Todd Snider is only a few minutes late for his American Songwriter recording session. He walks in sporting dark sunglasses and an old pair of Chuck Taylors, his hat cocked at a rakish tilt. It’s just after 11 a.m., but we’re impressed the man is even awake, given his reputation as a late-night bard of the gonzo variety.
“You know Elvis once stayed in this room,” Snider says matter-of-factly of his manager’s office, located in the old Spence Manor Hotel, at the tail end of Music Row. It’s an interesting bit of Nashville lore, and a bit surprising, due to the utter drabness of the building itself. From the street, it looks more like a place where Nashville Metro might run a sting operation through Craigslist.
But Elvis did in fact stay here (as did The Beatles), according to numerous historical accounts, when he’d come to record at RCA Studio B, just a block away.
Today, the old hotel now functions as a condominium and office complex. Beside it sits a swimming pool in the shape of an acoustic guitar – a curious bit of Nashville kitsch from the late ‘70s, when the Country Music Hall of Fame ran its operation across the street. The pool was a popular tourist attraction back then, modeled after the pool at the Belle Meade mansion of Webb Pierce, a country singer from the ‘50s with a serious flair for pomp and excess.
Snider tunes up his classical guitar (“a gift from a friend,” he says) and sound checks with Dylan’s “You’re A Big Girl Now.” He says he lived in this building in the early ‘90s, when he first moved to town. This singer of “agnostic hymns” seems like he’d be a fish out of water living on Music Row. Today, Snider could be dubbed the unofficial poet laureate of East Nashville, a weird province of Music City popular among artists and made up of working-class neighborhoods and housing projects. He can often be found holding court at Drifters, a local bar in the Five Points area of East Nashville, chatting it up and collecting song ideas.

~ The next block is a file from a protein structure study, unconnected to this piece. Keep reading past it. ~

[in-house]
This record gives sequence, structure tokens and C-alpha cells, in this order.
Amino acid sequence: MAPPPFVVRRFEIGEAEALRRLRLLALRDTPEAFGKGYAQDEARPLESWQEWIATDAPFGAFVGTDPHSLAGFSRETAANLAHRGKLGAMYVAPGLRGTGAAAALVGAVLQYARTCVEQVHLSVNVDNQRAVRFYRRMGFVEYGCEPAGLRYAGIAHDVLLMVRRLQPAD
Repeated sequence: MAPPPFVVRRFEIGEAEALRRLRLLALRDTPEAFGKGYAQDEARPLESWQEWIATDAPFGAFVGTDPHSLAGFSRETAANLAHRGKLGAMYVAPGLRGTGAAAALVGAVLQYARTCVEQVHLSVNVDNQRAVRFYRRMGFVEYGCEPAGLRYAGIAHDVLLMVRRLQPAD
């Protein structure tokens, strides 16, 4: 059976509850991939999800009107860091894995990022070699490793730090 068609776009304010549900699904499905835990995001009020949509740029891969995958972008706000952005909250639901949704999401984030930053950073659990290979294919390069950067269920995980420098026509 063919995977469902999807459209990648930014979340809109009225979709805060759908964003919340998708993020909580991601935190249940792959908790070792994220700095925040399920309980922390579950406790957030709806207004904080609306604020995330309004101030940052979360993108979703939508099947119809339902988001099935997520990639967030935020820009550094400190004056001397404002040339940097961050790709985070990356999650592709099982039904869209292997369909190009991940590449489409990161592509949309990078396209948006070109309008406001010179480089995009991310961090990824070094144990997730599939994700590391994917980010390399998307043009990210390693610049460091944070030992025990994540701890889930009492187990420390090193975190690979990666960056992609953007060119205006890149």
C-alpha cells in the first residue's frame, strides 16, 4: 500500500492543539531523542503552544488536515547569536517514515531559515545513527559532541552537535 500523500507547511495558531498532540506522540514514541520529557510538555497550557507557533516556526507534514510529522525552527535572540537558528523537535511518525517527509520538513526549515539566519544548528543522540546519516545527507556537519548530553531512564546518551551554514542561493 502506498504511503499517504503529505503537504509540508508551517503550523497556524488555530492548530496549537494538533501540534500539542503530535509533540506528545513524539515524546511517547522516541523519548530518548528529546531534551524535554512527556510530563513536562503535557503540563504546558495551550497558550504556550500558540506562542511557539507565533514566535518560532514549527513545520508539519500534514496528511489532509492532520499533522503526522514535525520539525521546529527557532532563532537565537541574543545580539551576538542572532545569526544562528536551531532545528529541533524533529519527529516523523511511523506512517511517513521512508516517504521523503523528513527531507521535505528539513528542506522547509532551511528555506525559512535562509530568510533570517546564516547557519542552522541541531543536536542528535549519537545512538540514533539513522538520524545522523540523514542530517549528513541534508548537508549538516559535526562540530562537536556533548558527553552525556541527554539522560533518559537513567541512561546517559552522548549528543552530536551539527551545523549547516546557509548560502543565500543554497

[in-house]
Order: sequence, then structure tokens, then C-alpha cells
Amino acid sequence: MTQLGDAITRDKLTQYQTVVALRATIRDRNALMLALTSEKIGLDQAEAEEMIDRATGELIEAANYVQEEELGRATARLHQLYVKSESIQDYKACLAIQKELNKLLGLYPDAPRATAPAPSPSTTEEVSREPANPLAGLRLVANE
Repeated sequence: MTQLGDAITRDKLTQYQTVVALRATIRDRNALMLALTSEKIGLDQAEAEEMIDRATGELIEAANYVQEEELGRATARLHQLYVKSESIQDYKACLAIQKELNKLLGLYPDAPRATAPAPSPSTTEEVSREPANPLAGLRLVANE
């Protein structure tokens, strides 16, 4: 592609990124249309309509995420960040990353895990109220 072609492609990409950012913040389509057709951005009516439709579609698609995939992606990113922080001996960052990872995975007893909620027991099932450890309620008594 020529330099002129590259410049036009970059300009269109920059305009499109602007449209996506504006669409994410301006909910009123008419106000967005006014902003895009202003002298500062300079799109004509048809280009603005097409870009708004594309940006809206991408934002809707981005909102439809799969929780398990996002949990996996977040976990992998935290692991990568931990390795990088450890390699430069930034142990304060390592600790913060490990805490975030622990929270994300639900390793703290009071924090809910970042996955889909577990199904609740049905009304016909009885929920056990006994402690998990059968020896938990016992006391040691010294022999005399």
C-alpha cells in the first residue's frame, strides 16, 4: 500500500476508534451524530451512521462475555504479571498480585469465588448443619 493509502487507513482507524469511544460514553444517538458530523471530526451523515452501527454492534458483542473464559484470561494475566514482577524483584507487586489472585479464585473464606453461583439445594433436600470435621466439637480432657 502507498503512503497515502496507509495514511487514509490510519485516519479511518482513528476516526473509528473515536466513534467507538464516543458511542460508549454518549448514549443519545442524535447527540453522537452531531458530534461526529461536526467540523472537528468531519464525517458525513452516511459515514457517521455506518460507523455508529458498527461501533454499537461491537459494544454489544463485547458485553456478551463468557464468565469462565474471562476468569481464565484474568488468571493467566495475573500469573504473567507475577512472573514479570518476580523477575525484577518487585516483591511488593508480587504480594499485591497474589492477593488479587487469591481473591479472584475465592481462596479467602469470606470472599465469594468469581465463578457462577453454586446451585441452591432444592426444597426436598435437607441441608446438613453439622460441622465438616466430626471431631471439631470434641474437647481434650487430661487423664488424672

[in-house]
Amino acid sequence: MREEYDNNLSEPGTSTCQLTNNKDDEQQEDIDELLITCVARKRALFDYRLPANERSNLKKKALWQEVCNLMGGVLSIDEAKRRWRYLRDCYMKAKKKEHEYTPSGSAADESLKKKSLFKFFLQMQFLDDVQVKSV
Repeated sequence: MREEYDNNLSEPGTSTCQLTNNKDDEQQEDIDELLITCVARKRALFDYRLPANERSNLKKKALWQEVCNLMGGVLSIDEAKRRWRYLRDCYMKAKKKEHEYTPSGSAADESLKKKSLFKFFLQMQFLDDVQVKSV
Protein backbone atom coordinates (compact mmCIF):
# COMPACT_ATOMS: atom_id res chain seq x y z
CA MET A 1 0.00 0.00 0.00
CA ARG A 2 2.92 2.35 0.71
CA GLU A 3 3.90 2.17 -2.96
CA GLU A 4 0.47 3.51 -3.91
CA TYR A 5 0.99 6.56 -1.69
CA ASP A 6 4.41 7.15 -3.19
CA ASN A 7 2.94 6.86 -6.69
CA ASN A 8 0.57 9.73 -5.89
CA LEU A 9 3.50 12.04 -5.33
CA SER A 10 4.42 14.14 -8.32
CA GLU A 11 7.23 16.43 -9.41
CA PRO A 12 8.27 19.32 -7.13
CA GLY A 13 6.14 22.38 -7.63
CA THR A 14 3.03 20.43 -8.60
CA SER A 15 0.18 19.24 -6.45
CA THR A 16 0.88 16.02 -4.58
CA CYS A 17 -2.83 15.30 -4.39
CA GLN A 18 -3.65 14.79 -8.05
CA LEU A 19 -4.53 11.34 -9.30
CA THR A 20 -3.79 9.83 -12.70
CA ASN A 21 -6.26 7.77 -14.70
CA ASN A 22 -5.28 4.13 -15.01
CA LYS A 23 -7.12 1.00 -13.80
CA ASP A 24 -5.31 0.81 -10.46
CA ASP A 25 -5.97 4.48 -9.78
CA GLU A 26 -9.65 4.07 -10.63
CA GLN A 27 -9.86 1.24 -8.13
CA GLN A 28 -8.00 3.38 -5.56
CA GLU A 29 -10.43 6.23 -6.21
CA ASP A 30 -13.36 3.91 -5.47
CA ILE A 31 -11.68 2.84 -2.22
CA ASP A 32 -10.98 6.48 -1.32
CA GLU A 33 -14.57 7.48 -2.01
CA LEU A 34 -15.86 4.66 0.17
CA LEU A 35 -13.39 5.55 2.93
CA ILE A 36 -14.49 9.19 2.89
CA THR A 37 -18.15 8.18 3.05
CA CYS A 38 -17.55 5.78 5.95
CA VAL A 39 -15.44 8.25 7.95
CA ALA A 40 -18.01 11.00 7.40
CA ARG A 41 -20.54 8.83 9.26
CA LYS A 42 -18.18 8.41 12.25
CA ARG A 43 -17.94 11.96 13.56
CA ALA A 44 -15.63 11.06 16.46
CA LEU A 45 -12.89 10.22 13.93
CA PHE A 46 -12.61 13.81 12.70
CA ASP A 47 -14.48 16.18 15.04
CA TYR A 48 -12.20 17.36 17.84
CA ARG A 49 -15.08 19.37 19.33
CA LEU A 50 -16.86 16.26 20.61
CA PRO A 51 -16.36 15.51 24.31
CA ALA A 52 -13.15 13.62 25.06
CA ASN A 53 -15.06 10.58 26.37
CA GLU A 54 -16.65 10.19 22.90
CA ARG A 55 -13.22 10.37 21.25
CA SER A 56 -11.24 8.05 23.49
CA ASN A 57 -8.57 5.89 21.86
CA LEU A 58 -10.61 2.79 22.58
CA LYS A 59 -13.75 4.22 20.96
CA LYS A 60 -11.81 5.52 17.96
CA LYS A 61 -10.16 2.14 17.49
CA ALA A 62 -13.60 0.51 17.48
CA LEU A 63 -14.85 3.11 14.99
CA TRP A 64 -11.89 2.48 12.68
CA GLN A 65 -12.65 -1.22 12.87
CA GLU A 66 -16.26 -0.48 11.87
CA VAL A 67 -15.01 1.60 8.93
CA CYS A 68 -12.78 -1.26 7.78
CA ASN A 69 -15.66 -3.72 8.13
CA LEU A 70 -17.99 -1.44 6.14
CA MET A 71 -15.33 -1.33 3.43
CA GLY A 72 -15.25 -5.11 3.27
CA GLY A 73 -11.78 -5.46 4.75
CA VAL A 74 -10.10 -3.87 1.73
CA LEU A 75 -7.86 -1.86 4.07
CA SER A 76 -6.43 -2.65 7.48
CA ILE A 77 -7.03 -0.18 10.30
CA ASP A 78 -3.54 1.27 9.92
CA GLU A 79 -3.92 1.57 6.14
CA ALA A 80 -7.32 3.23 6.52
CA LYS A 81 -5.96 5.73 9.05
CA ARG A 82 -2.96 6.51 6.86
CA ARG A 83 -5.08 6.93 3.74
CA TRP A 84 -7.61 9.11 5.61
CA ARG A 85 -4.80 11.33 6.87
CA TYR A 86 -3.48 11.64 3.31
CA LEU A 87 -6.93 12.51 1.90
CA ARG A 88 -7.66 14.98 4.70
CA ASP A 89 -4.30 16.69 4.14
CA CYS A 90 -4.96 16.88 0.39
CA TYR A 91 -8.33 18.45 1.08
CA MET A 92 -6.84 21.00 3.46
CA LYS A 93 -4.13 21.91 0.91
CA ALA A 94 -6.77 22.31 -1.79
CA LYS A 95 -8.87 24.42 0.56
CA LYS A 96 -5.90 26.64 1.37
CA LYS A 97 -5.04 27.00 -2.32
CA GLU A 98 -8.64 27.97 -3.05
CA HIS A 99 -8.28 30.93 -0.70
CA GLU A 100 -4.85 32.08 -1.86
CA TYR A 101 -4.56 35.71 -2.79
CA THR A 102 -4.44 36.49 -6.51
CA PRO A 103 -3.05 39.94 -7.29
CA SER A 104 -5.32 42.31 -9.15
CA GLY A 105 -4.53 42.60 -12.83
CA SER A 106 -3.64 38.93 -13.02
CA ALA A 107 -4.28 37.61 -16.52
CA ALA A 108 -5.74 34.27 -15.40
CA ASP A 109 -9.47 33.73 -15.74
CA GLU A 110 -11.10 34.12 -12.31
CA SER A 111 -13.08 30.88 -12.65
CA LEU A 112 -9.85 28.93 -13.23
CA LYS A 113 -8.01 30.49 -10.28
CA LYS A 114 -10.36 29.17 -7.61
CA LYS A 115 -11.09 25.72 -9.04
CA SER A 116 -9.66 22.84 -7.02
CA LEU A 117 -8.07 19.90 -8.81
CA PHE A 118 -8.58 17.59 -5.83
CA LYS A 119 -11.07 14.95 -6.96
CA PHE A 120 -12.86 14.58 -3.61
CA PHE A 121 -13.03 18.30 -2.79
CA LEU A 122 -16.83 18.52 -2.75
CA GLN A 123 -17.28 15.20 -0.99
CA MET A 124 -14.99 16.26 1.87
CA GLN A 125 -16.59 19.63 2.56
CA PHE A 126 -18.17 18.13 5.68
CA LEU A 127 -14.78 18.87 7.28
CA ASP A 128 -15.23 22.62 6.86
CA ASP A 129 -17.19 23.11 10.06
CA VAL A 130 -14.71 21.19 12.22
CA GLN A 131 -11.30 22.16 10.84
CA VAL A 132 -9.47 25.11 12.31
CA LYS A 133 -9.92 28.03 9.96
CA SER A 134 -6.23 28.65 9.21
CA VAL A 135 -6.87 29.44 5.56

Sitting in on this session with Snider (which you can watch on our website), learning about the room’s Elvis connection and seeing the guitar-shaped pool for the first time, you realize there are still some secret gardens on Music Row, and a few lost tales lurking in the shadows, despite the “office” feel of the whole area.
For instance, down the road from Spence Manor is the old Hall Of Fame motel, where Tim McGraw first lived (and drank) when he came to town. In that hotel bar he first met Craig Wiseman, who would go on to pen many of the singer’s greatest hits. In our cover story, McGraw also discusses palling around with Tracy Lawrence and Kenny Chesney during his early days in Music City, noting that Chesney at the time was trying to make it as a songwriter (and never talked about becoming a recording artist).
Dierks Bentley, another artist profiled in our country issue, says he rediscovered country music by catching bluegrass shows at The Station Inn. Located a half-mile from Music Row in an area called The Gulch, The Station Inn is one of Nashville’s musical treasures, a sure bet to witness great musicianship any night of the week. It was here that Bentley became a fan of The Del McCoury Band, who appear on his last album, Up On The Ridge, a string-band effort that features original songs as well as cuts by Dylan and U2.
We also look at the legacy of Gram Parsons, who to this day in still not in the Country Music Hall Of Fame. A Georgia boy who never had his sights set on Nashville, Gram’s influence reaches far and wide, beyond the scope of country music. He’s inspired more than one generation of artists with his mythic poetry, sense of style, and deep, blue-eyed soul. We hope he inspires you as well.